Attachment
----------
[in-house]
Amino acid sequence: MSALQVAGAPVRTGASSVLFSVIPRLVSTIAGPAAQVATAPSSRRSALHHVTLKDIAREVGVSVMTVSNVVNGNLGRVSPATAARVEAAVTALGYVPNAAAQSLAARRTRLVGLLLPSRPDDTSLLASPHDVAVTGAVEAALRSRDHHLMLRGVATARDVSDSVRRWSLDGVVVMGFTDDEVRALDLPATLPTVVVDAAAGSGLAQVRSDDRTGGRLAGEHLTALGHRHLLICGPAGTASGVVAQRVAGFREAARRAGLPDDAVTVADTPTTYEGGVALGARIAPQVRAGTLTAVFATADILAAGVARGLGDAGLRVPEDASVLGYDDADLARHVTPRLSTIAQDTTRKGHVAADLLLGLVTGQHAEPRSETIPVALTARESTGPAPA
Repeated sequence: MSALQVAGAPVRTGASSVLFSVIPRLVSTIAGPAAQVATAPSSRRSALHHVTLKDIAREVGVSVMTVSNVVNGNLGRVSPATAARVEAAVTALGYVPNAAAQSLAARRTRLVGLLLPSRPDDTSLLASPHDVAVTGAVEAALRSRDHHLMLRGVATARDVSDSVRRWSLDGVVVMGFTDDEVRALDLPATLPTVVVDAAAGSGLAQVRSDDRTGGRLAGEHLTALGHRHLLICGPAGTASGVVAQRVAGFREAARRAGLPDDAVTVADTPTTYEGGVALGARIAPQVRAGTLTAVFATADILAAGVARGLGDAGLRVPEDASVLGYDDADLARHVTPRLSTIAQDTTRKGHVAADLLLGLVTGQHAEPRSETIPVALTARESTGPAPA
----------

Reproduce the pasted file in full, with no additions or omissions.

[in-house]
Amino acid sequence: MSALQVAGAPVRTGASSVLFSVIPRLVSTIAGPAAQVATAPSSRRSALHHVTLKDIAREVGVSVMTVSNVVNGNLGRVSPATAARVEAAVTALGYVPNAAAQSLAARRTRLVGLLLPSRPDDTSLLASPHDVAVTGAVEAALRSRDHHLMLRGVATARDVSDSVRRWSLDGVVVMGFTDDEVRALDLPATLPTVVVDAAAGSGLAQVRSDDRTGGRLAGEHLTALGHRHLLICGPAGTASGVVAQRVAGFREAARRAGLPDDAVTVADTPTTYEGGVALGARIAPQVRAGTLTAVFATADILAAGVARGLGDAGLRVPEDASVLGYDDADLARHVTPRLSTIAQDTTRKGHVAADLLLGLVTGQHAEPRSETIPVALTARESTGPAPA
Repeated sequence: MSALQVAGAPVRTGASSVLFSVIPRLVSTIAGPAAQVATAPSSRRSALHHVTLKDIAREVGVSVMTVSNVVNGNLGRVSPATAARVEAAVTALGYVPNAAAQSLAARRTRLVGLLLPSRPDDTSLLASPHDVAVTGAVEAALRSRDHHLMLRGVATARDVSDSVRRWSLDGVVVMGFTDDEVRALDLPATLPTVVVDAAAGSGLAQVRSDDRTGGRLAGEHLTALGHRHLLICGPAGTASGVVAQRVAGFREAARRAGLPDDAVTVADTPTTYEGGVALGARIAPQVRAGTLTAVFATADILAAGVARGLGDAGLRVPEDASVLGYDDADLARHVTPRLSTIAQDTTRKGHVAADLLLGLVTGQHAEPRSETIPVALTARESTGPAPA